Nevada closes small gaming operations to curb the spread of COVID-19

Nevada Governor Steve Sisolak has imposed further COVID-19 related restrictions on businesses and public activities, with various bars across the state, which house a handful of electronic gaming machines, closed once again due to a spike in cases of the virus.

On July 10, Sisolak announced the Nevada Health Response: Guidance on Directive 027: Elevated Disease Transmission Criteria which highlighted that the region is currently holding in phase two of the Nevada United: Roadmap to Recovery plan.

The Nevada Gaming Control Board has been authorised to investigate and enforce the Directive as necessary, with monetary fines and licence revocations to be imposed for any licensee’s failure to co-operate.

In a statement it read: “In the interest of publish health and safety and to slow the spread of COVID-19, certain businesses (bars, pubs, taverns, distilleries, breweries, and wineries that don’t serve food) that are located in Nevada counties that have an elevated disease transmission risk as described below must close to the public effective 11:50pm on July 19.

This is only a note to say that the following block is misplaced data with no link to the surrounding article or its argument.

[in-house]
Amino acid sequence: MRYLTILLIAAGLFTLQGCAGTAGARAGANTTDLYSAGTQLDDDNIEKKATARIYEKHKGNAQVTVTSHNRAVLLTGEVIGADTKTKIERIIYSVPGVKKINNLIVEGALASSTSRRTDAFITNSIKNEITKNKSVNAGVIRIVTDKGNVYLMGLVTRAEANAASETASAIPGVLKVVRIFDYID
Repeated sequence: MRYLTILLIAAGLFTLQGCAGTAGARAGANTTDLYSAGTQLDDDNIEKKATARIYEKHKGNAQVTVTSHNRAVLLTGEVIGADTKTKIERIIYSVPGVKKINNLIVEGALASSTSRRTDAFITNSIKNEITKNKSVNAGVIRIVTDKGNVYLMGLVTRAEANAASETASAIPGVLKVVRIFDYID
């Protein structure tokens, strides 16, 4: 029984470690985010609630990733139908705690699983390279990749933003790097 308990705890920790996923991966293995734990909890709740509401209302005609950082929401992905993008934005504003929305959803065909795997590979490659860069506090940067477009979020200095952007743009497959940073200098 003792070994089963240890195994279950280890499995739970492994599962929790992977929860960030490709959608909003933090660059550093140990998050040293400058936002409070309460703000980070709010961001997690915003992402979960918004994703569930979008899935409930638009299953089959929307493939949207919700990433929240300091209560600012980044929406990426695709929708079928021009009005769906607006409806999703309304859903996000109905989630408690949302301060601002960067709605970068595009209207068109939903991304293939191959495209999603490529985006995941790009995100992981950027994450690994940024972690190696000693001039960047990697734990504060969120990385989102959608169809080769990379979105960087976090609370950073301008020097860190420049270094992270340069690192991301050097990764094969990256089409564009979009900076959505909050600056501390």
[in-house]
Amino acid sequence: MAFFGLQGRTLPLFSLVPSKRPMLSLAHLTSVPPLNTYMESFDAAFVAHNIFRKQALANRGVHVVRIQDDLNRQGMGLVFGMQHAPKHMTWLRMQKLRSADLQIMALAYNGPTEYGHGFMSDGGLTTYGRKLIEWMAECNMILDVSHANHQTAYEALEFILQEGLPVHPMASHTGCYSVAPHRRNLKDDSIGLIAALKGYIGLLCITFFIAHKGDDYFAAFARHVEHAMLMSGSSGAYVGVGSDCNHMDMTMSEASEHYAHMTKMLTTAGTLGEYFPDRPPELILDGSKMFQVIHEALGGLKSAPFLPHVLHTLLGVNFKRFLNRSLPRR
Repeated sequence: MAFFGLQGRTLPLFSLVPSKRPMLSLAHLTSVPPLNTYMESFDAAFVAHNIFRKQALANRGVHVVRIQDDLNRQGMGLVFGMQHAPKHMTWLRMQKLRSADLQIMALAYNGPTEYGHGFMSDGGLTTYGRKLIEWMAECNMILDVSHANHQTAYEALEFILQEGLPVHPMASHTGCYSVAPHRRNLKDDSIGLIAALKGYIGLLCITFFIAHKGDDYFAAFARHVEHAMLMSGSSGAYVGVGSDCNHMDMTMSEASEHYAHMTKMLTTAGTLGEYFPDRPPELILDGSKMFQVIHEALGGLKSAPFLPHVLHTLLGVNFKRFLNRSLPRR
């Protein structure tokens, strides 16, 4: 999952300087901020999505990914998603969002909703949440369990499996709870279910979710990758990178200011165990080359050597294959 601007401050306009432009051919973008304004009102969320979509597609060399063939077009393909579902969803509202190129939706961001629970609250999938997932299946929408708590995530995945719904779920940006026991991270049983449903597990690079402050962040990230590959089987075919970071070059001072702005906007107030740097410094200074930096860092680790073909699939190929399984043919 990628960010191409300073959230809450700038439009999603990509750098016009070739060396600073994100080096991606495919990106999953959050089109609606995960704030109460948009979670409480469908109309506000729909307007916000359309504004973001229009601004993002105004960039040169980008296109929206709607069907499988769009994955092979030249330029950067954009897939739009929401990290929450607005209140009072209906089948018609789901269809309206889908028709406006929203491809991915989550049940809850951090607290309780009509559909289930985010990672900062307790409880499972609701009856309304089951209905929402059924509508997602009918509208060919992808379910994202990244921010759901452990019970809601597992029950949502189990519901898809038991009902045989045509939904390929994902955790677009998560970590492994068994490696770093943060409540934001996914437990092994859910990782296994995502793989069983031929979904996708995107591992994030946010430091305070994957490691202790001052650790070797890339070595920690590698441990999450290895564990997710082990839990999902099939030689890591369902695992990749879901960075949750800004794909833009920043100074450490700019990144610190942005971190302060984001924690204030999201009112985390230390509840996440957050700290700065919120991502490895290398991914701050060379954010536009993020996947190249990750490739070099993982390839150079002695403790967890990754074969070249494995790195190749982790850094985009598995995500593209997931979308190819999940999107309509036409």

“Additionally, in counties with elevated disease transmission risk, bar tops and bar areas within restaurants and food establishments must also close.”

Counties were identified by following elevated disease transmission criteria, as developed by the Nevada Department of Health and Human Services. Those that meet two of the three criteria are considered to have an elevated transmission and will be subject to the restrictions outlined in Directive 027.

The criteria includes: 

  • Average number of tests per day: Counties that average fewer than 150 tests per day will meet the elevated disease transmission risk criteria.
  • Case Rate: Counties with a case rate higher than 100 will meet the elevated diseases transmission risk criteria.
  • Test Positivity: Counties that have a case rate higher than 25 and a test positivity rate higher than seven per cent will meet the elevated disease transmission risk criteria.

Counties that are under review will be reevaluated after two weeks and ‘must’ show positive trends towards meeting two of the three criteria to be allowed to reopen. 

Furthermore, regions must also submit a ‘reopening plan’ that includes ‘mitigation initiatives and compliance plans’ to the Department of Health and Human Services for approval to reopen. The first seven counties will be reevaluated on July 24.